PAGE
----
“Because moral credentials license by altering interpretations of behaviors, in theory, they work best when the behaviors are morally ambiguous, which, due to their ambiguity, afford multiple interpretations” (page 9)

The authors claim that people's interpretations of morally dubious behaviors can change when they have moral credentials, as opposed to when they do not. Yet, this was not tested in the original experiment – people's willingness to express an aggregate sex or racial preference for a specific occupation is not the same as altering the interpretation of a behavior. Thus, I am not convinced the original experiment assessed moral credentials if it lacked a test of whether interpretations of the morally dubious behavior were different across the licensing conditions. Indeed, in their response to my review, the authors acknowledge that the original work "may not be inherently appropriate for testing moral licensing, or specifically, the moral credential effect."

However, the additional questions proposed by the authors lend themselves to explicitly testing whether people's interpretations differ across credential conditions. In fact, my judgment is that these questions cut to the heart of the matter. By asking about the morality of the act, the authors can observe whether people's moral judgments of the act do indeed change. I find this to be informative regardless of whether H1 replicates or not.

As for how the questions should be presented, I advocate for the following presentation format:

1)    Providing a label for each option (see below), especially a midpoint when relevant

2)    Including a short definition of prejudice when participants are going to judge prejudice

3)    Including these judgments as early as possible in the design.

I think labelling all points of the scale is especially important for these questions. Participants should be given the option to state they do not have enough information to make a judgment as the moral credential effect implies they do have enough information (how else could one’s moral impression of an act change?).

I also believe everyone should be on the same page for what is meant by “prejudiced”. I support providing a definition for “racism” and “sexism” as well when relevant but view this as a bit less important. Finally, I believe that these questions should be presented as soon as possible in the design (before reputational concern measure). This is because I view them as essential to the main question of the study. Furthermore, I doubt responding to these questions would affect participant’s responding to later measures (e.g., reputational concern). However, if the authors are concerned about potential order effects, then they could counterbalance the presentation order or randomize it. Frankly my judgment is that the order is most likely not too important and so I would be okay with the authors ignoring my suggestion. I recommend using the following response options for each question:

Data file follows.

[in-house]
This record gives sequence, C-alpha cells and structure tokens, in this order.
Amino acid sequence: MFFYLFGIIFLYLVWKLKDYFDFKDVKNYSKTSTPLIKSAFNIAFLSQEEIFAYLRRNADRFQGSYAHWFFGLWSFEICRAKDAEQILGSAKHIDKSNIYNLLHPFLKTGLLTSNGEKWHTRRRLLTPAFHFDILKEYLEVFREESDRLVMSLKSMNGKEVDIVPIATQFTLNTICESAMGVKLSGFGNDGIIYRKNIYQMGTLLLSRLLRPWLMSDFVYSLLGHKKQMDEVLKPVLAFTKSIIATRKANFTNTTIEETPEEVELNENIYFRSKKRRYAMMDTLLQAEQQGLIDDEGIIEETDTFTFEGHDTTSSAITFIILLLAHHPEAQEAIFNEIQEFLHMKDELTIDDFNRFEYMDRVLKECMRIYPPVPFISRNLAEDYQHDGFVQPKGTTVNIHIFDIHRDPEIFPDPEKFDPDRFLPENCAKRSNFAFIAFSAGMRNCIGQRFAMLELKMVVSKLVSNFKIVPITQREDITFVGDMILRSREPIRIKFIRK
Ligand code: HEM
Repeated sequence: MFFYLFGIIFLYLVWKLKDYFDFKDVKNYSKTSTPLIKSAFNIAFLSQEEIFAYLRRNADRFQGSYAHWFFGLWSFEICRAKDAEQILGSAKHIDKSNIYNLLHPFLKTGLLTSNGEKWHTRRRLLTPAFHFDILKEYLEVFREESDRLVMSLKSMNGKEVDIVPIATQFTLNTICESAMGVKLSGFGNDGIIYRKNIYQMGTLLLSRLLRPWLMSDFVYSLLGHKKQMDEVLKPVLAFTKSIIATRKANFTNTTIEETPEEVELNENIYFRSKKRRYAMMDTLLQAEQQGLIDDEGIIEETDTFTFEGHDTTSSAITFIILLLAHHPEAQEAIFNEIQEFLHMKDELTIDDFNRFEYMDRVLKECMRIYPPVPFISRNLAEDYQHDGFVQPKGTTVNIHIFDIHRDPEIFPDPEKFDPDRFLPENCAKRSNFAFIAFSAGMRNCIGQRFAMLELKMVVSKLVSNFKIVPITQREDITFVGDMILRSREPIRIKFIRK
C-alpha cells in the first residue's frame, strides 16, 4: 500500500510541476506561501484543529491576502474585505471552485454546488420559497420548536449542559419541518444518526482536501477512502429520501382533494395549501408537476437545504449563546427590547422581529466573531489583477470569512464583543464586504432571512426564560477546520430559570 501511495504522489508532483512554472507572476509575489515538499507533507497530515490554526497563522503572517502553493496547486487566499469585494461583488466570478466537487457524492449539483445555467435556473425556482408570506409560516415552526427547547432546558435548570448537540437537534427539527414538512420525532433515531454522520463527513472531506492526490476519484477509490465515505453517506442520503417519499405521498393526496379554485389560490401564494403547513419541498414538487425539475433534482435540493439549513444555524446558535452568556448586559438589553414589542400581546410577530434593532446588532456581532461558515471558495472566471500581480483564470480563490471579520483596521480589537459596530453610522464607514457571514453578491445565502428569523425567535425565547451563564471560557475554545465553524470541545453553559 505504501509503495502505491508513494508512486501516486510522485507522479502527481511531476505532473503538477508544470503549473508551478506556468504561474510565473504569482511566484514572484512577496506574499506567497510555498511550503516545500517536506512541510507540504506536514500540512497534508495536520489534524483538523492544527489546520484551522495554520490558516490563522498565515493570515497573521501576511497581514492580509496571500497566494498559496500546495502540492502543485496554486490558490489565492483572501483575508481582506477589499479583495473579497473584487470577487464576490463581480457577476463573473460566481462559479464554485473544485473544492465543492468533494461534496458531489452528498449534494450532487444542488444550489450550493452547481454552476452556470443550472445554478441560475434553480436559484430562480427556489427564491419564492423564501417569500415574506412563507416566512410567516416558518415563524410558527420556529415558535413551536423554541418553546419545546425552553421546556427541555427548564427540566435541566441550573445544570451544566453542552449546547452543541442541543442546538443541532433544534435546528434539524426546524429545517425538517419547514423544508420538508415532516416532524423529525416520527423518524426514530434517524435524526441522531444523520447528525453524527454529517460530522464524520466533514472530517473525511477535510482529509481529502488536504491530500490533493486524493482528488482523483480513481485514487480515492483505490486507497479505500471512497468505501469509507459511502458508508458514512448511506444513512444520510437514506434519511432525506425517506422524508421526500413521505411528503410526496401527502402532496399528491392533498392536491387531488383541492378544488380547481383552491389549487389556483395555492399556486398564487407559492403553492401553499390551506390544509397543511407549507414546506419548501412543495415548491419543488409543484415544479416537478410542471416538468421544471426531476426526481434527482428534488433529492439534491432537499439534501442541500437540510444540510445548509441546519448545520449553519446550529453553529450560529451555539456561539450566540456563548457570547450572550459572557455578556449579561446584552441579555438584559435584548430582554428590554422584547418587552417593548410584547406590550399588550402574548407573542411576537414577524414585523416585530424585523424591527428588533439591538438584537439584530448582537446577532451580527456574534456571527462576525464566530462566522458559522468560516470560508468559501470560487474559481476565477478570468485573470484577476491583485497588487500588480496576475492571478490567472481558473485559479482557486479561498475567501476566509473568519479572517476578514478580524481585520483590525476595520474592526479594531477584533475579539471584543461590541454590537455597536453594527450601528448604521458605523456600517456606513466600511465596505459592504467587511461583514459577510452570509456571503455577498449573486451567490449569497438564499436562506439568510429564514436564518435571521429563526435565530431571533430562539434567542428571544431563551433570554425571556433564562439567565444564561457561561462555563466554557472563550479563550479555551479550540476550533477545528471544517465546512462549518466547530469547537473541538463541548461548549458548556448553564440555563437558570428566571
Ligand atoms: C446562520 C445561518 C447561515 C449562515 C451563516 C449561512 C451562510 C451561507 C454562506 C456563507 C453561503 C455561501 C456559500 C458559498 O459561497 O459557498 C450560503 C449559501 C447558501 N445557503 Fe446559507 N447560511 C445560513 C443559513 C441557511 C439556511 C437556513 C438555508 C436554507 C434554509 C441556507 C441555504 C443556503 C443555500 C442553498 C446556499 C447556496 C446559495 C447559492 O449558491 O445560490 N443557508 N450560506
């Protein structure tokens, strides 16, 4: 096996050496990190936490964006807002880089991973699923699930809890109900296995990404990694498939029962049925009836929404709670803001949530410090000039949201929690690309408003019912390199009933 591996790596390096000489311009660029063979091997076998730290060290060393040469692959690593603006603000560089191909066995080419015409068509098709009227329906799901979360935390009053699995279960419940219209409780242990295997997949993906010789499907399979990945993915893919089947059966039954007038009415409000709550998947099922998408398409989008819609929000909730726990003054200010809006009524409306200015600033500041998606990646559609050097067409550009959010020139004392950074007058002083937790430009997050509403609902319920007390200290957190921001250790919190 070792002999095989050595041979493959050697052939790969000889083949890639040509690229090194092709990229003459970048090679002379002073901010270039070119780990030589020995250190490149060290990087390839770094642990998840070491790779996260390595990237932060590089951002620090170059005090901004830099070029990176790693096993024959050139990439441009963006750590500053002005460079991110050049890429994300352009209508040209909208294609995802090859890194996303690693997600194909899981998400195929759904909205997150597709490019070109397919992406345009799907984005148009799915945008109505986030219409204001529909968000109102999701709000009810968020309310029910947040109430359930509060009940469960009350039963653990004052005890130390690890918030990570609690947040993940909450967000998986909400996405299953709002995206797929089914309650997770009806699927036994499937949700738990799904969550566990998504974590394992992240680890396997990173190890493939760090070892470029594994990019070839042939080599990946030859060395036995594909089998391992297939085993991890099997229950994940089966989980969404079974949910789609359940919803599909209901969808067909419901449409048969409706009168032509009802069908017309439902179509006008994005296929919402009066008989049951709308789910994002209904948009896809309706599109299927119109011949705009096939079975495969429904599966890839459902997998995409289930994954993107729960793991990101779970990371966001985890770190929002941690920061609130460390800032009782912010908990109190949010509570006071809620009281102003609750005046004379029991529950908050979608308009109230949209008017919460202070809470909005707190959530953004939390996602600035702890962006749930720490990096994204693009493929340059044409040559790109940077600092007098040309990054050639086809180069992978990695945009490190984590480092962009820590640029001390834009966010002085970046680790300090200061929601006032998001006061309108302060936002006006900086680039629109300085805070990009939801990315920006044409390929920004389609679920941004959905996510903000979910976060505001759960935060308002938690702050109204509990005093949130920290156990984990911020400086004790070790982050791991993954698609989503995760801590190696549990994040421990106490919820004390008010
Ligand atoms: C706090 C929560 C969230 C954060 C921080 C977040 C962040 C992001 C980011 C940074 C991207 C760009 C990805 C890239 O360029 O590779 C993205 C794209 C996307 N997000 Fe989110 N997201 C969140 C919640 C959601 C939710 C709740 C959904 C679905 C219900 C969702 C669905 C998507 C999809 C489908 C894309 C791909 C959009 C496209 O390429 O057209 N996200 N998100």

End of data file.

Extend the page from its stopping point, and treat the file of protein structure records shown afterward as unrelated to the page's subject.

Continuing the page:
1 = very unlikely to be sexist/ racist

2 = somewhat unlikely to be sexist/ racist

3 = not enough information to judge

4 = somewhat likely to be sexist/ racist

5 = very likely to be sexist/ racist

(The authors could also organize this as a 1 - 4 scale with 5 as the neutral "not enough information to judge".)

Morally Good:

1 = strongly disagree

2 = disagree

3 = neither agree nor disagree

4 = agree

5 = strongly agree

I would also recommend the authors include one more question that is essentially a foil to this question:

“Selecting anyone but [candidate’s name] for the position is a morally bad decision” with the same response options as above. I think this would be helpful as it’s possible that people might not differ in the extent to which they’d endorse the moral goodness of hiring the best candidate (i.e., a ceiling effect) but they may view hiring the best in the non-racism and non-sexism conditions respectively as morally worse than not hiring the best candidate in the no-credential condition. 


Include the following in the instructions: “by ‘prejudice’ we mean, “an adverse opinion or leaning formed without just grounds or before sufficient knowledge”” (from the Merriam-wester dictionary: 

1 = not at all prejudiced

2 = disagree

3 = neither agree nor disagree

4 = agree

5 = strongly agree


On page 18, the authors describe the comprehension checks in a way that suggests that participants can pass the check even if they did not comprehend the vignette. It is not clear whether failing the check would lead to exclusion from the study. To address this issue, the authors could consider pre-determining a reasonable filter (e.g., participants who fail more than two attempts are filtered out) to increase the odds of excluding participants who did not comprehend the vignette.

On page 16 and throughout the manuscript, the authors use the terms "gender preference" and "non-sexist credential". To promote consistency, it would be better to use either "sex preference and sex credential" or "gender preference and gender credential". Given that the authors use "male" and "female" throughout the manuscript and are specifically studying non-sexism, I suggest they replace the word "gender" with "sex" wherever relevant.